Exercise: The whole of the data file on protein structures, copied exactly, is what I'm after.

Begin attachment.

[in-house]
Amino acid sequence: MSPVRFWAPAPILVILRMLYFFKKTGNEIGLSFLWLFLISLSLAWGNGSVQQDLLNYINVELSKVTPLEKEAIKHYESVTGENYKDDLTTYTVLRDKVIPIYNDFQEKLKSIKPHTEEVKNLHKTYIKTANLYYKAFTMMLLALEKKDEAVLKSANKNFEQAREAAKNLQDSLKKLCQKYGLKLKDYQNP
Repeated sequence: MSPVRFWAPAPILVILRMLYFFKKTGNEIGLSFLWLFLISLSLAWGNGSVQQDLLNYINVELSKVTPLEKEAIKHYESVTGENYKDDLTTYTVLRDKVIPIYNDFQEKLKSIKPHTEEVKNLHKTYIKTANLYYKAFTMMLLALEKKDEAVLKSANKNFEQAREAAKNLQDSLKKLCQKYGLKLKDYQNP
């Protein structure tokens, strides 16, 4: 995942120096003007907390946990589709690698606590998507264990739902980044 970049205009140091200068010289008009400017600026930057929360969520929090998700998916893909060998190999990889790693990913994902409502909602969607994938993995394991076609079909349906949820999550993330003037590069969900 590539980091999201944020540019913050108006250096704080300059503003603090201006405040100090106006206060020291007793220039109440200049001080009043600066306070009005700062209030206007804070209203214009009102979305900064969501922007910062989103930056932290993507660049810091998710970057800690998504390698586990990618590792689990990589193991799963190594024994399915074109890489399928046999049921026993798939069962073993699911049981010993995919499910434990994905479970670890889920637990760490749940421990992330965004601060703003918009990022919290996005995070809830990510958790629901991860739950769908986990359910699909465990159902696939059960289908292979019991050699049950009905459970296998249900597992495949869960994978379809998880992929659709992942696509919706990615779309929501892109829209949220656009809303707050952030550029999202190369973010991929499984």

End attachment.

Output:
[in-house]
Amino acid sequence: MSPVRFWAPAPILVILRMLYFFKKTGNEIGLSFLWLFLISLSLAWGNGSVQQDLLNYINVELSKVTPLEKEAIKHYESVTGENYKDDLTTYTVLRDKVIPIYNDFQEKLKSIKPHTEEVKNLHKTYIKTANLYYKAFTMMLLALEKKDEAVLKSANKNFEQAREAAKNLQDSLKKLCQKYGLKLKDYQNP
Repeated sequence: MSPVRFWAPAPILVILRMLYFFKKTGNEIGLSFLWLFLISLSLAWGNGSVQQDLLNYINVELSKVTPLEKEAIKHYESVTGENYKDDLTTYTVLRDKVIPIYNDFQEKLKSIKPHTEEVKNLHKTYIKTANLYYKAFTMMLLALEKKDEAVLKSANKNFEQAREAAKNLQDSLKKLCQKYGLKLKDYQNP
């Protein structure tokens, strides 16, 4: 995942120096003007907390946990589709690698606590998507264990739902980044 970049205009140091200068010289008009400017600026930057929360969520929090998700998916893909060998190999990889790693990913994902409502909602969607994938993995394991076609079909349906949820999550993330003037590069969900 590539980091999201944020540019913050108006250096704080300059503003603090201006405040100090106006206060020291007793220039109440200049001080009043600066306070009005700062209030206007804070209203214009009102979305900064969501922007910062989103930056932290993507660049810091998710970057800690998504390698586990990618590792689990990589193991799963190594024994399915074109890489399928046999049921026993798939069962073993699911049981010993995919499910434990994905479970670890889920637990760490749940421990992330965004601060703003918009990022919290996005995070809830990510958790629901991860739950769908986990359910699909465990159902696939059960289908292979019991050699049950009905459970296998249900597992495949869960994978379809998880992929659709992942696509919706990615779309929501892109829209949220656009809303707050952030550029999202190369973010991929499984």